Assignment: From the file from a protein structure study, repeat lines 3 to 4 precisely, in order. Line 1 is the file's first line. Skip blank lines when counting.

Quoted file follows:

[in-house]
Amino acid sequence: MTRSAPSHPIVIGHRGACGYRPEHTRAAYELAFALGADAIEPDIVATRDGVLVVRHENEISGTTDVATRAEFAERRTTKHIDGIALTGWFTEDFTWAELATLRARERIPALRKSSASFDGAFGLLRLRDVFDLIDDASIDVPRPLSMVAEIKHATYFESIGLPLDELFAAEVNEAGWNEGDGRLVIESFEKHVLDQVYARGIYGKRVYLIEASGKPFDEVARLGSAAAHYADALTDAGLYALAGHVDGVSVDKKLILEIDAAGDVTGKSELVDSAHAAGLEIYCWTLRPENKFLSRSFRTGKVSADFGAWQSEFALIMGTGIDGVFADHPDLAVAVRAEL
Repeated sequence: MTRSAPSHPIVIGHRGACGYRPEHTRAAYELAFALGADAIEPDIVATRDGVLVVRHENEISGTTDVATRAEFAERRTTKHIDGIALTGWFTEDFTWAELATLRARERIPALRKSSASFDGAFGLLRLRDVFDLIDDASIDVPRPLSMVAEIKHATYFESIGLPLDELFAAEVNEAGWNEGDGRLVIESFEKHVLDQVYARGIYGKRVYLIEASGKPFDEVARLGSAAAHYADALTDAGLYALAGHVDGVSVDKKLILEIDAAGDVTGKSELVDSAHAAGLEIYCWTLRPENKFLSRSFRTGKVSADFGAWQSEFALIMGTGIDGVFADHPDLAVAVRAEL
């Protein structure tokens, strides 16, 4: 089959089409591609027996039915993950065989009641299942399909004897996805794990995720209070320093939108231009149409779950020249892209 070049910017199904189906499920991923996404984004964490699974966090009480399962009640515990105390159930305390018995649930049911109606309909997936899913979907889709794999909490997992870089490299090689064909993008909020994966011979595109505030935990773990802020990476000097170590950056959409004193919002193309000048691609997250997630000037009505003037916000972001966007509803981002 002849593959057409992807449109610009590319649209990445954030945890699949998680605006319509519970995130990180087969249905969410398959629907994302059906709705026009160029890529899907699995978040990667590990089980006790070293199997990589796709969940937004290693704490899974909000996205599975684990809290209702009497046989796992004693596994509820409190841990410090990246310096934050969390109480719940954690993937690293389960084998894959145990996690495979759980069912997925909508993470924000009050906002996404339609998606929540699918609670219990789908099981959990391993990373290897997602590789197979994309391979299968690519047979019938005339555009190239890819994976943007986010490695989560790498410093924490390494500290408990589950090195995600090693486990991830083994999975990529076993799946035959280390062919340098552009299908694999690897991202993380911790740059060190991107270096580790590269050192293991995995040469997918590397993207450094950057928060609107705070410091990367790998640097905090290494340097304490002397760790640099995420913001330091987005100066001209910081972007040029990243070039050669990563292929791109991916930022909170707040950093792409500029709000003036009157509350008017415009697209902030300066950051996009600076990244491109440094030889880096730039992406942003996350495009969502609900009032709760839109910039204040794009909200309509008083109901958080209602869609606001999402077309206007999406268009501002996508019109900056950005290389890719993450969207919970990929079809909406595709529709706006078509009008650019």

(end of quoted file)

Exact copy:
Repeated sequence: MTRSAPSHPIVIGHRGACGYRPEHTRAAYELAFALGADAIEPDIVATRDGVLVVRHENEISGTTDVATRAEFAERRTTKHIDGIALTGWFTEDFTWAELATLRARERIPALRKSSASFDGAFGLLRLRDVFDLIDDASIDVPRPLSMVAEIKHATYFESIGLPLDELFAAEVNEAGWNEGDGRLVIESFEKHVLDQVYARGIYGKRVYLIEASGKPFDEVARLGSAAAHYADALTDAGLYALAGHVDGVSVDKKLILEIDAAGDVTGKSELVDSAHAAGLEIYCWTLRPENKFLSRSFRTGKVSADFGAWQSEFALIMGTGIDGVFADHPDLAVAVRAEL
């Protein structure tokens, strides 16, 4: 089959089409591609027996039915993950065989009641299942399909004897996805794990995720209070320093939108231009149409779950020249892209 070049910017199904189906499920991923996404984004964490699974966090009480399962009640515990105390159930305390018995649930049911109606309909997936899913979907889709794999909490997992870089490299090689064909993008909020994966011979595109505030935990773990802020990476000097170590950056959409004193919002193309000048691609997250997630000037009505003037916000972001966007509803981002 002849593959057409992807449109610009590319649209990445954030945890699949998680605006319509519970995130990180087969249905969410398959629907994302059906709705026009160029890529899907699995978040990667590990089980006790070293199997990589796709969940937004290693704490899974909000996205599975684990809290209702009497046989796992004693596994509820409190841990410090990246310096934050969390109480719940954690993937690293389960084998894959145990996690495979759980069912997925909508993470924000009050906002996404339609998606929540699918609670219990789908099981959990391993990373290897997602590789197979994309391979299968690519047979019938005339555009190239890819994976943007986010490695989560790498410093924490390494500290408990589950090195995600090693486990991830083994999975990529076993799946035959280390062919340098552009299908694999690897991202993380911790740059060190991107270096580790590269050192293991995995040469997918590397993207450094950057928060609107705070410091990367790998640097905090290494340097304490002397760790640099995420913001330091987005100066001209910081972007040029990243070039050669990563292929791109991916930022909170707040950093792409500029709000003036009157509350008017415009697209902030300066950051996009600076990244491109440094030889880096730039992406942003996350495009969502609900009032709760839109910039204040794009909200309509008083109901958080209602869609606001999402077309206007999406268009501002996508019109900056950005290389890719993450969207919970990929079809909406595709529709706006078509009008650019």